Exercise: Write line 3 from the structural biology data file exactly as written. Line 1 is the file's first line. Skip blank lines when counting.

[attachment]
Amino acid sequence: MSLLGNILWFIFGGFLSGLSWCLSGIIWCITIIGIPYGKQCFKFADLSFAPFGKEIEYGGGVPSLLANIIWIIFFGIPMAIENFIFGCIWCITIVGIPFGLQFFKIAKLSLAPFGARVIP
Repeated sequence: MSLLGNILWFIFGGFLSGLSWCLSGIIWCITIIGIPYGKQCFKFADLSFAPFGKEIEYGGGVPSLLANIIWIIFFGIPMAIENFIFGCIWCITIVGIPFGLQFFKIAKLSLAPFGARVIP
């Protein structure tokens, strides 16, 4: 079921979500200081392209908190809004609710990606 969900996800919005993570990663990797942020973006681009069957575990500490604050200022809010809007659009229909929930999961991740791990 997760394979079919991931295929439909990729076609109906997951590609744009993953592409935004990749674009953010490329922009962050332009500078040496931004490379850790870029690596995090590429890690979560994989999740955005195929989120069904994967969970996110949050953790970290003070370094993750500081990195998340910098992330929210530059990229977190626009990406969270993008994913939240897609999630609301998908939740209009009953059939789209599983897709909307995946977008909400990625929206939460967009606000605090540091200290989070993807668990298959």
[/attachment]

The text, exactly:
């Protein structure tokens, strides 16, 4: 079921979500200081392209908190809004609710990606 969900996800919005993570990663990797942020973006681009069957575990500490604050200022809010809007659009229909929930999961991740791990 997760394979079919991931295929439909990729076609109906997951590609744009993953592409935004990749674009953010490329922009962050332009500078040496931004490379850790870029690596995090590429890690979560994989999740955005195929989120069904994967969970996110949050953790970290003070370094993750500081990195998340910098992330929210530059990229977190626009990406969270993008994913939240897609999630609301998908939740209009009953059939789209599983897709909307995946977008909400990625929206939460967009606000605090540091200290989070993807668990298959």